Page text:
The Tale of the Silmarils introduces readers to many of the themes found in the Lord of the Rings (LOTR): the lust for power, the struggle against an evil lord, the frailty of men (and elves), war, and ultimate redemption. It is altogether a grimmer tale than LOTR but one which enriches any reading of Tolkien’s main works.
The Quenta Silmarillion (QS) raises several questions which are interesting in the philosophy of religion. I say religion deliberately as the QS offers a rather useful view of the construction and development of myth, sacred or otherwise. Obviously Tolkienism is not a religion: His sub-creative sojourn in Faerie is consciously fictional but the creation itself is, I think, in some ways true. More basically, his is also simply the construction of a story, which is how most religions begin. More on this here.
Two philosophical problems present themselves in the QS: free will and theodicy. On free will, the term employed by Tolkien is “doom.” The elves who vow to regain the Silmarils, leave Valinor, and kill their kin at Alqualondë, find themselves under the Doom of Mandos:
Tears unnumbered ye shall shed; and the Valar will fence Valinor against you, and shut you out, so that not even the echo of your lamentation shall pass over the mountains. On the House of Fëanor the wrath of the Valar lieth from the West unto the uttermost East, and upon all that will follow them it shall be laid also. Their Oath shall drive them, and yet betray them, and ever snatch away the very treasures that they have sworn to pursue. To evil end shall all things turn that they begin well; and by treason of kin unto kin, and the fear of treason, shall this come to pass. The Dispossessed shall they be for ever.
This is akin to Original Sin. Not only does it ensure that the Noldor are banished from Eden [Aman] but that they are forever driven by an insatiable lust for the Silmarils. Depravity is inescapable. Now, in Christianity the Fall is often seen as flowing from free will, but the basic inability of human beings to ever freely be good has always been a problem for theology. This Doom of Adam [the natural man] constrains us in such a way as to make certain things inevitable. Once his Doom was spoken, was Maedhros able to do anything other than fling himself into the earth at the end of the War of Wrath? That is the question.
This Doom bleeds out beyond the Noldor to infect all of the Children of Middle Earth. The tale of Túrin Turambar, a man, is particularly miserable. It’s worth reading, particularly in the expanded Children of Húrin, so I won’t spoil it, only express horror at the power Melkor has to doom others. The curse placed on Húrin seems to be inescapable; that it is placed on an essentially good man affords Melkor more power than Christians typically give to Satan. The images of Húrin chained in Angband and the subsequent disasters that befall his children are horrible.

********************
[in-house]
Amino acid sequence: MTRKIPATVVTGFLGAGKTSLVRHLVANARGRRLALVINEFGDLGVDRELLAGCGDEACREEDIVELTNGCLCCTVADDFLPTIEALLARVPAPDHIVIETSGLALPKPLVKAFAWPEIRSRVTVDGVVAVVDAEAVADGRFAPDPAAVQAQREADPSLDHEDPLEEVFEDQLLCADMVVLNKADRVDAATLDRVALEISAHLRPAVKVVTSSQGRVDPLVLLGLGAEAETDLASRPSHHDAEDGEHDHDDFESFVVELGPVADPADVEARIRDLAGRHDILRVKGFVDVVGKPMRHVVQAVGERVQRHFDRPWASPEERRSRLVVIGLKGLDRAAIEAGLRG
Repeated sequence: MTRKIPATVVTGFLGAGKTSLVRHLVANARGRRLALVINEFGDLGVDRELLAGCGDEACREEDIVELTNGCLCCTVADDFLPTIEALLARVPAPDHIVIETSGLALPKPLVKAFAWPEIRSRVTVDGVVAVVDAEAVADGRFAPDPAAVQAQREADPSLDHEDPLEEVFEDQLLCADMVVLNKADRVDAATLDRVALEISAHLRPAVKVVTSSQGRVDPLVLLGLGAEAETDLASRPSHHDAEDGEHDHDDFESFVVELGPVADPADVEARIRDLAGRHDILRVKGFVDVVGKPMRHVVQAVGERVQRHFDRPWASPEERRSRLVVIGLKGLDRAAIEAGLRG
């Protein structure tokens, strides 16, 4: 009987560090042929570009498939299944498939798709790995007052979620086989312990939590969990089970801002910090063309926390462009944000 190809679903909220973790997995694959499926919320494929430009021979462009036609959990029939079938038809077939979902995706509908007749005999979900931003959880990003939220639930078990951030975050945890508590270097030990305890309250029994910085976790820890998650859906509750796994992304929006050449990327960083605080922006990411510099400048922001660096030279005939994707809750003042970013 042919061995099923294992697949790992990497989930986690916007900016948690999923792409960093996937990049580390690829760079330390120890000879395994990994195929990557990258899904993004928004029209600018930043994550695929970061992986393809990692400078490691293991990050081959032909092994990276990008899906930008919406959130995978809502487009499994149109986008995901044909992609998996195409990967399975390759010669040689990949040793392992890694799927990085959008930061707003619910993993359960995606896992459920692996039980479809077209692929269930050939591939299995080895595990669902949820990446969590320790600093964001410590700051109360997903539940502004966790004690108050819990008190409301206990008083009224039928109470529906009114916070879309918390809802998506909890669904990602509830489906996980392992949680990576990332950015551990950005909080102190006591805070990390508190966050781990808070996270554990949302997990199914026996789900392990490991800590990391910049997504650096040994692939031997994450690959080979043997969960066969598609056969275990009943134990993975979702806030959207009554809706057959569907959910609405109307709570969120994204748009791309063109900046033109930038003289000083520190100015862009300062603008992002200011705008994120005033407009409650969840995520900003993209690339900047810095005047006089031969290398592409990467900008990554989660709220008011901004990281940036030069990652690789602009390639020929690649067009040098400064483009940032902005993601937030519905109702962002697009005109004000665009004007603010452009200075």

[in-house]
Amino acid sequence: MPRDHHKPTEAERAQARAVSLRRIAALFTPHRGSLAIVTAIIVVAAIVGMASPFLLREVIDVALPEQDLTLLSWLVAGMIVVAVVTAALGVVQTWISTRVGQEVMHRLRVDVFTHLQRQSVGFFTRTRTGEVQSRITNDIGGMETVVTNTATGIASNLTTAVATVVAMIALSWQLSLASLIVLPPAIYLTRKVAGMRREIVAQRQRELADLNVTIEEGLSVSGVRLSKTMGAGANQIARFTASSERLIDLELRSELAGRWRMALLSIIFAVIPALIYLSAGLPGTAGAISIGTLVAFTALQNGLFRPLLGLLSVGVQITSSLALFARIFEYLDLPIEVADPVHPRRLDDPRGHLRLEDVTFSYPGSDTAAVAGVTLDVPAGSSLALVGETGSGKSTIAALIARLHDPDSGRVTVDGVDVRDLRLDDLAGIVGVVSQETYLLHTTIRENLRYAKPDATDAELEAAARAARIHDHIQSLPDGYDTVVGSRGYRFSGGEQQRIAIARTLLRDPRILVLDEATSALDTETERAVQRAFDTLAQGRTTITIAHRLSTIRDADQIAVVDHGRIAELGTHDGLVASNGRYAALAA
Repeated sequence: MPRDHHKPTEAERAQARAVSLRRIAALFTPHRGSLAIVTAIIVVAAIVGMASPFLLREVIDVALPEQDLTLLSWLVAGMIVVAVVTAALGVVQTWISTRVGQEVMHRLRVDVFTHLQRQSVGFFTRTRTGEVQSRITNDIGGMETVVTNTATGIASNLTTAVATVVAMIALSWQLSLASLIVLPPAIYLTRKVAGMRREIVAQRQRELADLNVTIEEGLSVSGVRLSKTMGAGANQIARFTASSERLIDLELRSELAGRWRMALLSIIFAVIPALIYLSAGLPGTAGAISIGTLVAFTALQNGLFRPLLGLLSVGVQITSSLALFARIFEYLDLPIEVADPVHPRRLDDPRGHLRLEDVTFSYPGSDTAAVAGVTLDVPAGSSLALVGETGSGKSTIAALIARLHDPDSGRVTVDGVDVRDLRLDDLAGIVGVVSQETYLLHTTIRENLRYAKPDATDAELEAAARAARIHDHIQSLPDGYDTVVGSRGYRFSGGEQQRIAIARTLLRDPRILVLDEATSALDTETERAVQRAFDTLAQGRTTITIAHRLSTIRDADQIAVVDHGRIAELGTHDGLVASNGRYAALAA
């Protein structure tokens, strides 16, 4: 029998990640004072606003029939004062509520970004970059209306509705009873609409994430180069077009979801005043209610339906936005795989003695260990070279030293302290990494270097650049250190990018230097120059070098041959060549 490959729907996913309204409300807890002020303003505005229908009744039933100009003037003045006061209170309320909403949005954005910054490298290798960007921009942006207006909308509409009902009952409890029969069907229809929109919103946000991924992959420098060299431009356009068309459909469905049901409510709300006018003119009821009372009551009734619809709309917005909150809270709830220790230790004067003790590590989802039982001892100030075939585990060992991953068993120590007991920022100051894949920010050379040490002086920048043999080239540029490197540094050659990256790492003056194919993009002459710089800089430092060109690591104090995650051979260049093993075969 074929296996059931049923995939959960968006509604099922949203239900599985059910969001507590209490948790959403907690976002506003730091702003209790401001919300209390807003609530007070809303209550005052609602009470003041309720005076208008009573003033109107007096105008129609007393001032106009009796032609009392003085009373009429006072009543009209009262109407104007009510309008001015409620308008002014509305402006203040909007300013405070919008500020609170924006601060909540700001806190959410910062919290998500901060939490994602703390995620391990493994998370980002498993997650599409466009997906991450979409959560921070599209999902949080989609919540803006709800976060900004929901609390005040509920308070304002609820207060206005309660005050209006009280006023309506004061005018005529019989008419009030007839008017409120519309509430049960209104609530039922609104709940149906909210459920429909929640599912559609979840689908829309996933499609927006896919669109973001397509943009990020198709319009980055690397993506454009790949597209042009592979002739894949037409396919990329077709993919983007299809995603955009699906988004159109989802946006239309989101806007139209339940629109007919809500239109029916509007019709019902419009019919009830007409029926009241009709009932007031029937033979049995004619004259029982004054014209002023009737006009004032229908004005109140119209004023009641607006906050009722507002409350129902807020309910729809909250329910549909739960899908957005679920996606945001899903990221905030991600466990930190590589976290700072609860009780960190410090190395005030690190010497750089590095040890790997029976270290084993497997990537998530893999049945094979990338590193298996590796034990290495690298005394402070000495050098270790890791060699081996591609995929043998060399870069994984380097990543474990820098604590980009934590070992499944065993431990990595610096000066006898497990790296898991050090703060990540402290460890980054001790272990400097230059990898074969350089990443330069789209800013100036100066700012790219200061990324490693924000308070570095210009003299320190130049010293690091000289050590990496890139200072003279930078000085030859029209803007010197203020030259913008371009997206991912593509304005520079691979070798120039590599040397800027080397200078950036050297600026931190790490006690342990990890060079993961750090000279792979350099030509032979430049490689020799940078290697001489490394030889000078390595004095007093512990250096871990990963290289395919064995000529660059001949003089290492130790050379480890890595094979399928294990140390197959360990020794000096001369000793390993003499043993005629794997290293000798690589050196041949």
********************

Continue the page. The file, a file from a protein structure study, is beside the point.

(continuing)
Which brings us to theodicy. The Valar have a lot to answer for (to say nothing of Ilúvatar). The intensity of misery that Melkor causes — the creation of orcs from elves, the poisoning of the land, the death, the war — goes utterly unanswered by the Valar until the very end. Apologists might argue that all of this was the result of the elves’ own Doom, but that is not satisfying, especially given the depth and breadth of suffering. The only defense I can give is to rely on Leibniz’s le meilleur des mondes possibles: all things considered, this was the best of all possible worlds. Given the catastrophic result of the Valar’s final intervention — the utter destruction of Beleriand — this might just work. Might.
Two final things:
It is clear the fondness Tolkien had for the QS given the inscription on his and Edith’s headstones: Beren and Lúthien. This love story of man and elf has echoes in Aragon and Arwen’s romance. Aragorn sings their lay on Weathertop, an example of how a knowledge of the QS enriches the LOTR.
Which brings us last of all to the übergeek in me. Reading Tolkien can be an exercise in how source criticism works. The Silmarillion is the edited creation of his son Christopher from a myriad of sources. Paying some attention to this is fun, so I would recommend the following schedule for the QS:
Read The Silmarillion to chapter 23 but supplement with:
- For Beren and Lúthien: The Lay of Leithian (in vol. 3 of The History of Middle Earth) then watch Aragorn sing the LOTR version of it in The Fellowship of the Ring, or better yet, listen to the Tolkien Ensemble track above;
- For Túrin Turambar: The versions in both Unfinished Tales (Narn i Chîn Húrin) and The Children of Húrin.
Imagine it’s the Bible, the sources are J, E, P, and D, and wonder: which version of the story of the children of Húrin is “true”?
Next: reforming Galadriel.